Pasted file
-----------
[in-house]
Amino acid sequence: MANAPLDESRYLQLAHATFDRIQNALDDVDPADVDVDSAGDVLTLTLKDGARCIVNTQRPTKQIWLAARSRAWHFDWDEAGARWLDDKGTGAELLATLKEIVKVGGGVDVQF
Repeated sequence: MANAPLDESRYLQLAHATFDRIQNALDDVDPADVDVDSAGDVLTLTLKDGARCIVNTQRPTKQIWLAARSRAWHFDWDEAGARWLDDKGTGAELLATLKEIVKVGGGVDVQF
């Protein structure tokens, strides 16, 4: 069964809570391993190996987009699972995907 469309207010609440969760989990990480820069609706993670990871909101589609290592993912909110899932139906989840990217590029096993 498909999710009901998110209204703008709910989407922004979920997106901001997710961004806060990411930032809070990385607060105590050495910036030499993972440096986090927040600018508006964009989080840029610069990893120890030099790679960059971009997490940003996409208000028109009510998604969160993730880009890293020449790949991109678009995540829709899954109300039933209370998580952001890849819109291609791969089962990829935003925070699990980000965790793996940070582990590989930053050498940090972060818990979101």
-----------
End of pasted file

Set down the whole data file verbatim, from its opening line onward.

[in-house]
Amino acid sequence: MANAPLDESRYLQLAHATFDRIQNALDDVDPADVDVDSAGDVLTLTLKDGARCIVNTQRPTKQIWLAARSRAWHFDWDEAGARWLDDKGTGAELLATLKEIVKVGGGVDVQF
Repeated sequence: MANAPLDESRYLQLAHATFDRIQNALDDVDPADVDVDSAGDVLTLTLKDGARCIVNTQRPTKQIWLAARSRAWHFDWDEAGARWLDDKGTGAELLATLKEIVKVGGGVDVQF
């Protein structure tokens, strides 16, 4: 069964809570391993190996987009699972995907 469309207010609440969760989990990480820069609706993670990871909101589609290592993912909110899932139906989840990217590029096993 498909999710009901998110209204703008709910989407922004979920997106901001997710961004806060990411930032809070990385607060105590050495910036030499993972440096986090927040600018508006964009989080840029610069990893120890030099790679960059971009997490940003996409208000028109009510998604969160993730880009890293020449790949991109678009995540829709899954109300039933209370998580952001890849819109291609791969089962990829935003925070699990980000965790793996940070582990590989930053050498940090972060818990979101």